"For the lips of a priest should guard knowledge, and people should seek instruction from his mouth, for he is the messenger of the Lord of hosts." Malachi 2:7
You believe most of what you believe on the basis of authority. How do you know the history you know? You were not there, but others were and you take them at their word. How do you know the earth revolves around the sun? You can observe a phenomena, but for centuries humans observed the same rising and setting and came to the wrong conclusion. Now, however, you have it on good authority from people who can do the math that you cannot. How do you know the antibiotic you were prescribed by your M.D. will do you any good? She said so.
Ours is an age of experts who acquire knowledge about several crucial specialties, and we place them in high esteem if they have done their job well. We come to them for knowledge we do not have to cure diseases and repair trucks. The average person on the street (including the average church-goer?) does not see pastors as this kind of professional, but according to what God says about his spiritual leaders they are specialists who do the work necessary to acquire and dispense a special kind of knowledge that others do not always have the time to learn themselves. And then it is entirely appropriate for people to come to God's spiritual leaders for that knowledge.
"Knowledge" is not a general, throw-away term, even in Scripture. It refers to a specific kind of reasoned and tested belief that is far more than mere opinion. Everyone has opinions about God, not many have genuine knowledge of him. Knowledge, when someone attains it, puts a person into contact with the way things really are. Opinions are certain kinds of guesses or desires about reality, but knowledge is connection to reality - a relationship between what you believe to be true and what is actually true.
God says his priests - what we might today call pastors - "guard knowledge" with their lips. In other words, they are doing the hard work of gaining true and accurate insight into who God is, and then teaching the same. Ideally, and you might say "strictly speaking," pastors do not dispense opinion, unless they have not done their job well. But if they have, people can listen to them talk about God and his dealings with humanity and gain knowledge about him. This truth about God's spokespeople puts the role of pastor into an interesting and significant light.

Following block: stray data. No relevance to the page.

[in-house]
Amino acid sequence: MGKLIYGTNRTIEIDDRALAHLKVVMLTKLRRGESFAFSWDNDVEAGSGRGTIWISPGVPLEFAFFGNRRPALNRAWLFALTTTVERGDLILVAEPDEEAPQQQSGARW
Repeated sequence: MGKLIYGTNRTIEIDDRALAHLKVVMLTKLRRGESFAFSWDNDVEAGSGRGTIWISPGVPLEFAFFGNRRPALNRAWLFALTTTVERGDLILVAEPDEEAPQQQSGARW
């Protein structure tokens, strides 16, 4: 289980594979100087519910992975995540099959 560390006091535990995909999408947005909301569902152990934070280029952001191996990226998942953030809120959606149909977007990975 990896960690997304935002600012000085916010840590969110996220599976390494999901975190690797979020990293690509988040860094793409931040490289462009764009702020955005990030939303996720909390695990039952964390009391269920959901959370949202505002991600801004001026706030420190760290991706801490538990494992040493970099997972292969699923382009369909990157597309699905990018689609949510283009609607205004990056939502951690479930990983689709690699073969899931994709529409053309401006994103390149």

Pastors gain and dispense knowledge in ways similar to the traditional and well-known professions of experts. Pastors are not paid opinionators, but are tasked with getting to know God, his Word, the Gospel, and telling people what they know.
Pastors are not at the back of the cultural bus. Culture sure things so, but they are not. Knowledge about how the good life is to be lived is not in the realm of lawyers, politicians, media, and celebrities who do not know God. They all hand out opinions about how it is to be lived, but unless it coheres with God's vision of the good life, it is all balderdash.
Pastors ought to do the kind of work necessary to make themselves trustworthy bearers of the knowledge of God. The text I quoted from Malachi is in the context of God getting frustrated with priests who did not actually do this. This was their charter, and instead they settled for corruption and they "caused many to stumble by [their] instruction" (Malachi 2:8).
This vision of pastors and spiritual knowledge puts the church right back in the thick of things. Our current culture has dismissed the church as insignificant by defining her out of significance. The church - and the religion she teaches - is private, psychologically helpful pabulum. But nothing could be further from the truth if the pastor and the church do their jobs, gain actual knowledge about God, and hand it out to the world around them.
(You can track my series of posts on The Pastor by following the tag.)